Standard genotype assays may miss 75% of mutations when present in less than 35% of plasma sample

Simon Collins, HIV i-Base

Focusing on limitations of standard genotype analysis, Kearney and colleagues from NIH/NIAID also used single genome sequencing (SGS) to test the reliability for detecting minority populations.

They tested samples from 24 patients, either failing therapy or known to be infected with multi-drug resistant virus, by both standard and SGS and analysed with reference to the Stanford database.

All mutations present in composite genotype were detected by SGS. However, mutations present in <10% of single genomes, with one exception, were not detected by composite genotype. Mutations present in 10%-35% of single genomes were only detected in 25% of composite genotypes.

Several cases indicate the breadth of the missed mutations. Case one included 10 mutations conferring resistance to RTI, NNRTI and PI classes, but only present on 5-20% of the 20 genomes analysed. None of the PI mutations present in 15% of the genomes was detected by composite sequence including L10V, M46I, I84V and L90M.

A second sample missed five linked RT mutations present in 33% of genomes including K101E, Y181C, G190A and T215Y.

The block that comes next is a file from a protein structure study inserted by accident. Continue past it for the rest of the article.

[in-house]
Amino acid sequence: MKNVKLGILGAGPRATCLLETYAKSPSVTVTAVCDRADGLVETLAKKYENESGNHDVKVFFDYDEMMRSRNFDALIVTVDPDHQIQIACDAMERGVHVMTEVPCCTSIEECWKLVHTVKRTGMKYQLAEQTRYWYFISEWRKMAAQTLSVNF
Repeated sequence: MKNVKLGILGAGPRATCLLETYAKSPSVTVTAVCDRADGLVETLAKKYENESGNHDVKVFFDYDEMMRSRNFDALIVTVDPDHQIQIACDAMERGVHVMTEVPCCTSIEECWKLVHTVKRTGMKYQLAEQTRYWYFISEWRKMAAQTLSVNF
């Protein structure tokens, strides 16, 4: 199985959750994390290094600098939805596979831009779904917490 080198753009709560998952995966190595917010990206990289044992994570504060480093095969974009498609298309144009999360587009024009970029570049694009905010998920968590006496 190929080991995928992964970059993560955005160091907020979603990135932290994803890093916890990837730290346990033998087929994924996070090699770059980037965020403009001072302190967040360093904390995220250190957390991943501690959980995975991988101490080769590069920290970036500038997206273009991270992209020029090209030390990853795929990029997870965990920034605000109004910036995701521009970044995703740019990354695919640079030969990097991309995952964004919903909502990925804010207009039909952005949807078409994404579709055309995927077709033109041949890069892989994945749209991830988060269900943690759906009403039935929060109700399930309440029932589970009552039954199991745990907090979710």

A third sample missed D67N in 30% of genomes and V118I present in 21%. All plasma samples contained at least one mutation that was identified by SGS but not by composite testing.


While these data appear alarming it is important to know that when a patient is on drugs and has truly developed resistance to these drugs with a documented rise in viral load the resistance mutations will generally be in excess of 50% of the total population and therefore will be picked up. However, once the selective pressure of the drug is removed their percentage in the viral population will fall quickly. Hence the rationale for obtaining the plasma sample for resistance testing while the patient is still taking the suspect drug.


Kearney M et al – Comparison of single-genome sequencing with standard genotype analysis for detection of HIV-1 drug-resistance mutations.  XII International HIV Drug Resistance Workshop, Los Cabos, Mexico, 10-14 June 2003. Abstract 86. Published as part of Antiviral Therapy Volume 8 Issue 3.

Links to other websites are current at date of posting but not maintained.